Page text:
But yeah: sometimes I read and I try to gain perspective and I just think, I’m a mystery. I don’t know everything about my journey. There’s always more of me in here…. (smiles)

…. Postscript: It’s sorta like a spiritual memoir, although it’s also not; it’s also sorta like a mental health memoir, although it’s also not. The fact that she has a real life apart from her illness, and even that (especially that?) she actually recovers from her illness and returns to full functionality, kinda masks that at one point she was not obviously going to ‘win’ against her illness, you know. It is different from the majority of mental health memoirs. Some kinda don’t do much at all except get diagnosed, (the majority of mental health cases in general are like this in my experience), they just get diagnosed and take meds and talk to doctors and professionals and then run around with their equally ill girlfriends or boyfriends, and stay medium ill at best, for the entire span of the book until the end. Certain others just go to meetings or parrot teachings, perhaps, but use this as an escape mechanism and never actually live their lives. That can be a tough one. I myself love reading, but it doesn’t feel good when the non-reading part of my day doesn’t go well, you know. (Although often it does, now.)

It’s that balance, that Elizabeth practices, you know.

…. After-note: I am sometimes reminded of the unearned benefit of being gendered male, you know. There are some conscious girls, but I think it’s hard for the average girl to read something like this, ~~and take it seriously—, you know. It’s not a “good” book; it’s a “female” book. Women like “female” books; “good” people like “good” books—and never the twain shall meet, right…. The average girl is like, Oh it was female; how fun—and the “good person” is like, Death yo you, woman! Happiness is the work of the wickedness; —and then the girl is like, Oh, wow. My femaleness must really be provoking you to sin. I apologize for making things hard for you. If only EYE could be a good person, too…. (finds book: “Following in the footsteps of my seven brothers and our storm trooper father: “Electra”’s journey”)….

Whereas if you’re a guy, and you finally realize what you have to do to be balanced, right…. I mean: there are “hazards to being male”; that was a book I haven’t read, although personally it always reminds me of, I don’t know, art history prose, right…. But then you figure out what you have to do and some jerk is like, hon hon hon, we meet again, 👨‍🎨 ⚔️, and it’s like, I’m sorry, we were talking about what a giant dick you are, and how you needed to go home and give your dick and nice fuck so you could stop being you: yeah, I’m totally behind you. I support your decision to go fuck yourself 100%, ok. 👌

Just don’t forget we all have our own ways of finding happiness! *pushes off cliff of endless falling* “hon hon hon, I am falling….!”

(shrugs) It’s a paradox.
  goosecap | Jan 28, 2024 |
Writer takes a year to travel to Italy, India and Bali on a personal journey of faith.
  bentstoker | Jan 26, 2024 |
Story: 5 / 10
Characters: 9
Prose: 9
Content density: 7 ( )
  MXMLLN | Jan 12, 2024 |
Viser 1-5 af 851 (næste | vis alle)
Gilbert is suffering from shattered confidence. Who hasn't been there? Who hasn't cried on a bathroom floor, sure that our life is over at 32? Gilbert's beauty is that she isn't exceptional; she's just an ordinary gal with a broken heart and gift for writing.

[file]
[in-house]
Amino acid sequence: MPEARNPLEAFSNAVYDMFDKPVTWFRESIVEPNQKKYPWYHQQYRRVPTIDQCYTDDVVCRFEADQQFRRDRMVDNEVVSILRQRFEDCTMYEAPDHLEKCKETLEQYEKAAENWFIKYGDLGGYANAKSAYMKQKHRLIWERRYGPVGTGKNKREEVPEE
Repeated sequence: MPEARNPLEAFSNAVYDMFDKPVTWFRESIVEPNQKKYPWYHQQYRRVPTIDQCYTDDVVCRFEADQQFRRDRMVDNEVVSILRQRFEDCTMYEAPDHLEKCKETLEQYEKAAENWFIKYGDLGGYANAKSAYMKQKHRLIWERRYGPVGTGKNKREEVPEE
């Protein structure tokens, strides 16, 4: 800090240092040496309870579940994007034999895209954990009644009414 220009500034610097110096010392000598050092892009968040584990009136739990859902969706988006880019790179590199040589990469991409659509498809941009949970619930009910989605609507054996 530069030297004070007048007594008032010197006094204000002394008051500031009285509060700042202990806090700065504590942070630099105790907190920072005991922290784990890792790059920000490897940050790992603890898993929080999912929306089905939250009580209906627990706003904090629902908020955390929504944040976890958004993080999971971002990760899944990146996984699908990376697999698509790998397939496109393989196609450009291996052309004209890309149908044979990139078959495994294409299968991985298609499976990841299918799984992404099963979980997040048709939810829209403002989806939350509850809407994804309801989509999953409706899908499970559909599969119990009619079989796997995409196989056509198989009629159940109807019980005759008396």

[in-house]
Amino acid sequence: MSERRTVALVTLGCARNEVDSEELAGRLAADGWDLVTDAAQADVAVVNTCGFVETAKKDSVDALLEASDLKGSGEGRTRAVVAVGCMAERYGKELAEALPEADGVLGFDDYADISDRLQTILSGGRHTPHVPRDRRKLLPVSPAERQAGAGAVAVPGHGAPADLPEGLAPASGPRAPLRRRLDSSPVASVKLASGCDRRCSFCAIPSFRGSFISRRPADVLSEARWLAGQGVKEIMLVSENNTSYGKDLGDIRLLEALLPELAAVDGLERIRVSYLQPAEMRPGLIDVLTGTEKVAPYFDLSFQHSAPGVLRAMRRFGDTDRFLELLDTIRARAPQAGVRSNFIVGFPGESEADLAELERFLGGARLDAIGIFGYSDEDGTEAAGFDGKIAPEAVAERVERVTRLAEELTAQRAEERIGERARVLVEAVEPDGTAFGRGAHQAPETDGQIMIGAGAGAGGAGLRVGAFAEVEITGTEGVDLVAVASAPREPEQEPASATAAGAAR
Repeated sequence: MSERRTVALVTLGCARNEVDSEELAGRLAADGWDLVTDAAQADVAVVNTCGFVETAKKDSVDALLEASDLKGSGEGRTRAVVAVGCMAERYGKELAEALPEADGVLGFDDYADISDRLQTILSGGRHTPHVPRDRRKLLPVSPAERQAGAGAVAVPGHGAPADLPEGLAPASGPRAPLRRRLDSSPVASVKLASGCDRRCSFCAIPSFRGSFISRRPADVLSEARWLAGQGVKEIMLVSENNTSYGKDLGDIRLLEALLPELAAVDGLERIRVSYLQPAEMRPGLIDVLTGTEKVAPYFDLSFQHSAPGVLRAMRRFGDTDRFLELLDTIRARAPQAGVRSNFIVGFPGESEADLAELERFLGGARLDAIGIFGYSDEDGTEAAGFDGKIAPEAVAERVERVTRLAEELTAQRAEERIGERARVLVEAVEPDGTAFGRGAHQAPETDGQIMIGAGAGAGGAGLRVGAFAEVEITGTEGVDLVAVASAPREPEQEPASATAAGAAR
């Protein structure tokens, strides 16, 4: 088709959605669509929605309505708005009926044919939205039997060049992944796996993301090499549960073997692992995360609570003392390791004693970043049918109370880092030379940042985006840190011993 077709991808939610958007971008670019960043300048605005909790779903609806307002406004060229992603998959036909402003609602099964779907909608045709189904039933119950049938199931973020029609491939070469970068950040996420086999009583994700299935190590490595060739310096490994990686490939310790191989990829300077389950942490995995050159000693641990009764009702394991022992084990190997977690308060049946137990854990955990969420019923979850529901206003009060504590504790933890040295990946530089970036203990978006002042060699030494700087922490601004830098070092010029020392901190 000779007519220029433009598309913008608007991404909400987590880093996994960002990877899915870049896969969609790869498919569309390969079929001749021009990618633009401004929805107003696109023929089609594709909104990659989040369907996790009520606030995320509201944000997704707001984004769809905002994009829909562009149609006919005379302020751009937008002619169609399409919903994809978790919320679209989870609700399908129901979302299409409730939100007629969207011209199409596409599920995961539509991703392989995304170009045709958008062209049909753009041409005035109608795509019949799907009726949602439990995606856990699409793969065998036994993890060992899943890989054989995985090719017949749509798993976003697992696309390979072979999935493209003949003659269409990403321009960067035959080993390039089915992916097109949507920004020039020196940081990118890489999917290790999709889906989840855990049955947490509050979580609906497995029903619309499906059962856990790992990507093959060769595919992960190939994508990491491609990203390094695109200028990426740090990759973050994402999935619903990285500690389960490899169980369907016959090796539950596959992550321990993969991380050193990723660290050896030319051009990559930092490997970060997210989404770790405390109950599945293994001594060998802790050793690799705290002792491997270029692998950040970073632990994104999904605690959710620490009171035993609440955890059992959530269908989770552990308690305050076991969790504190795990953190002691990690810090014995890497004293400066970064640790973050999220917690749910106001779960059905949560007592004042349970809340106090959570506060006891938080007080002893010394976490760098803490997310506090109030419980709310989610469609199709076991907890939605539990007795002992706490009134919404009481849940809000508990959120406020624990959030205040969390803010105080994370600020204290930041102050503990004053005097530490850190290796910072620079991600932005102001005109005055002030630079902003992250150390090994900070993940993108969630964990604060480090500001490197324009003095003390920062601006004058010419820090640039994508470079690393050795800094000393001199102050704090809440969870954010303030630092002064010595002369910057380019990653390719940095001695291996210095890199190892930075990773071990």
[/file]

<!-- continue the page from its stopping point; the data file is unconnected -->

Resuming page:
Lacking a ballast of gravitas or grit, the book lists into the realm of magical thinking: nothing Gilbert touches seems to turn out wrong; not a single wish goes unfulfilled. What's missing are the textures and confusion and unfinished business of real life, as if Gilbert were pushing these out of sight so as not to come off as dull or equivocal or downbeat.
 
Your book was recommended by a friend, and he's right in saying this story is awesome. Why don't you try to join N0velStar's writing contest?
tilføjet af Gab_Cruz | Redigerreview
 

» Tilføj andre forfattere (19 mulige)

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Elizabeth Gilbertprimær forfatteralle udgaverberegnet
Bustelo, GabrielaOversættermedforfatternogle udgaverbekræftet
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Tell the truth, tell the truth, tell the truth.*
----Sheryl Louise Moller

Except when attempting to solve emergency Balinese real estate transactions, such as described in Book 3.
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When you're traveling in India -- especially through holy sites and Ashrams -- you see a lot of people wearing beads around their necks. (Introduction)
I wish Giovanni would kiss me.
A few months after I'd left Indonesia, I returned to visit loved ones and celebrate the Christmas and New Year's holiday. (Final Recognition and Reassurance)
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When I get lonely these days, I think: So be lonely, Liz. Learn your way around loneliness. Make a map of it. Sit with it, for once in your life. Welcome to the human experience. But never again use another person's body or emotions as a scratching post for your own unfulfilled yearnings.
...I don't care how diligently scholars of every religion will try to sit you down with their stacks of books and prove to you through scripture that their faith is indeed rational; it isn't. If faith were rational, it wouldn't be—by definition—faith. Faith is belief in what you cannot see or prove or touch. Faith is walking face-first and full-speed into the dark.
Man is neither entirely a puppet of the gods, nor is he entirely the captain of his own destiny; he's a little of both.
Culturally, though not theologically, I'm a Christian.
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Forfatteren rejser efter sin skilsmisse ud i verden: Italien, Indien og Indonesien. Hun genfinder sig selv i den italienske mad, den indiske meditation og den nye kærlighed i Indonesien